Six seen at the Bund Road on 30th and on the ferry crossing from Banjul to Barra on 2nd

Slender-billed Gull Larus genei

Three seen on 2nd at Barra, one on 3rd at Keur Saloum and two on 4th on the North Bank

Kelp Gull Larus dominicanus

Only seen on 2nd, one at the ferry at Banjul and two whilst crossing and again at Barra

Lesser Black-backed Gull Larus fuscus

Three at the Bund Road on 30th and at Barra on 2nd

Yellow-legged Gull Larus cachinnans

One seen at Barra on 2nd

Gull-billed Tern Sterna nilotica

Two at the Bund Road on 30th, four at Barra on 2nd and at Keur Saloum and North Bank on 3rd and 4th

Caspian Tern Sterna caspia

Recorded on the coast and up river on nine days

Royal Tern Sterna maxima

Twelve plus on the coast on 27th, over thirty on 30th at the Bund Road and again on 2nd and 3rd at Barra and Keur Saloum

Lesser Crested Tern Sterna bengalensis

Only seen on the north shore at Barra with nine on 2nd

Sandwich Tern Sterna sandvicensis

Recorded on six days but only on or near the coast

Little Tern Sterna albifrons

Six plus seen on 30th at the Bund Road and again at Barra on 2nd

Chestnut-bellied Sandgrouse Pterocles exustus

A possible sighting of a pair near Georgetown on 5th

Four-banded Sandgrouse Pterocles quadricinctus

Nine plus near Georgetown on 5th and a pair on 7th at Tedaba airfield

African Green Pigeon Treron calva

One seen on 28th at Abuko N.R. and two on 1st at Makasutu

Bruce's Green Pigeon Treron waalia

Only seen up-river on six days from 4th to 9th when twenty were seen in a flock at Tendaba

Blue-spotted (Red-billed)Wood Dove Turtur afer

Only seen in wooded areas from 28th to 1st and again from 7th to 9th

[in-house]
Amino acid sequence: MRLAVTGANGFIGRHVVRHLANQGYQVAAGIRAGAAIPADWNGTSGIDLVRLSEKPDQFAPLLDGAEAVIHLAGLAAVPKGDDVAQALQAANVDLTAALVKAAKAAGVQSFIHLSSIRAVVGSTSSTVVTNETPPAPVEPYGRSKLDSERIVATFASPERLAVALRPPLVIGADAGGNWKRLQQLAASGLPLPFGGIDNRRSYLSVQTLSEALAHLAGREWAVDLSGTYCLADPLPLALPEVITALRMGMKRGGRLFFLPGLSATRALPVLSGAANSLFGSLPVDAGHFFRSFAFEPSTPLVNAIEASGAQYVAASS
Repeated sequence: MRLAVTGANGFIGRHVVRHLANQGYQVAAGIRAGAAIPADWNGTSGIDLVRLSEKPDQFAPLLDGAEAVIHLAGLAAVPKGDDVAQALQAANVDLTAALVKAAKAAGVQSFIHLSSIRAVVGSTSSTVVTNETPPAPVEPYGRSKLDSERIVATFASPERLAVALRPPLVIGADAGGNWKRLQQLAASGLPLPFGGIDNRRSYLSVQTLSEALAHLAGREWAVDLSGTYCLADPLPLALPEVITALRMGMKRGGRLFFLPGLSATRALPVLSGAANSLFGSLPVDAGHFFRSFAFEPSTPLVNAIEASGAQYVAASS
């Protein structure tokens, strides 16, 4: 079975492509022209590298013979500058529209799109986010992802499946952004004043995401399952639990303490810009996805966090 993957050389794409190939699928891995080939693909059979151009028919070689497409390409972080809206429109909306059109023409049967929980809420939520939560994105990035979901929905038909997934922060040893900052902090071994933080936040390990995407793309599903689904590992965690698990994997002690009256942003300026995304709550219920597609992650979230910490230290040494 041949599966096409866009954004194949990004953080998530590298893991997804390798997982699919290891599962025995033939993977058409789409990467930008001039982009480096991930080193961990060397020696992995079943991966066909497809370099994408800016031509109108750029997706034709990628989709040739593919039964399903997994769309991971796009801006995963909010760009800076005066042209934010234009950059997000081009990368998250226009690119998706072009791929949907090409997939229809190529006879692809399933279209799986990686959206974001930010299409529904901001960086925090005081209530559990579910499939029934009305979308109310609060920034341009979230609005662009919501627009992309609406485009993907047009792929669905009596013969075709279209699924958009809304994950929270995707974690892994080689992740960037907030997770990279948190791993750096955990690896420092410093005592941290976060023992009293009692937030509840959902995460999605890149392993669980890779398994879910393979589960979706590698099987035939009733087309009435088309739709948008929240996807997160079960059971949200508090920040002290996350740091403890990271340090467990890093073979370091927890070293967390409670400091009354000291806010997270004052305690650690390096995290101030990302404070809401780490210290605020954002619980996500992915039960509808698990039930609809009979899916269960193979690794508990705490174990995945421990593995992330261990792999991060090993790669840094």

Black-billed Wood Dove Turtur abyssinicus

Recorded on eleven days

Namaqua Dove Oena capensis

A female seen on 29th and a male on 30th were the only ones seen near the coast, thereafter recorded on seven days from 3rd to 9th up-river

Speckled Pigeon Columba guinea

Recorded on all days from 26th to 7th but not at Tendaba

Red-eyed Dove Streptopelia semitorquata

Recorded on all days except from Georgetown to Basse on 5th and 6th

African Mourning Dove Streptopelia decipiens

Noted in quantity near water on 30th at Camalou corner, on at Keur Saloum and from 5th to 7th up river

Vinaceous Dove Streptopelia vinacea

The most common dove recorded on all days

European Turtle Dove Streptopelia turtur

One seen on3rd at Keur Saloum and two on 7th at Tendaba

Laughing Dove Streptopelia senegalensis

Also recorded on every day but in less numbers than Vinaceous Dove

Senegal Parrot Poicephalus senegalus

Recorded on all days except at Makasutu on 1st

Rose-ringed Parakeet Psittacula krameri

Recorded on ten days in twos to small flocks and up to forty on 8th and on the pirogue trip to Baboon Island on 6th, spectacular in flight

Green Turaco Tauraco persa

One seen at Abuko on 28th

Violet Turaco Musophaga violacea

A pair seen at Madiyana Bridge on 30th and another in flight on 10th on the way to Yundum airport

Western Grey Plantain-eater Crinifer piscator

Recorded on every day, birds typical of The Gambia with their distinctive calls

Levaillant's Cuckoo Clamator levaillantii

Two seen on 29th at Dasilami and one on 5th at Basse

Klaas's Cuckoo Chrysococcyx cupreus

A male at Bijilo Forest on 27th and another on 30th at Brufut Forest

Diederik Cuckoo Chrysococcyx caprius

A female seen at Bijilo Forest on 27th

Black Coucal Centropus grillii

Two seen very well at Jahally rice fields on 7th

Senegal Coucal Centropus senegalensis

Recorded on thirteen days and not seen on the North Bank on 2nd. Another species typical of The Gambia

African Scops Owl Otus senegalensis

Heard at Georgetown on 5th and again at Tendaba on 9th

White-faced Scops Owl Otus leucotis

Heard and seen at the Senegambia Hotel from 29th to 1st and again heard on 5th at Georgetown

Pearl-spotted Owlet Glaucidium perlatum

Seen at the Senegambia Hotel on 26th, two at Bijilo Forest on 27th, one seen at Makasutu having problems with a Common Bulbul, and one on 5th at Georgetown. Seedy's copying call responsible for many other species seen

Long-tailed Nightjar Caprimulgus climacurus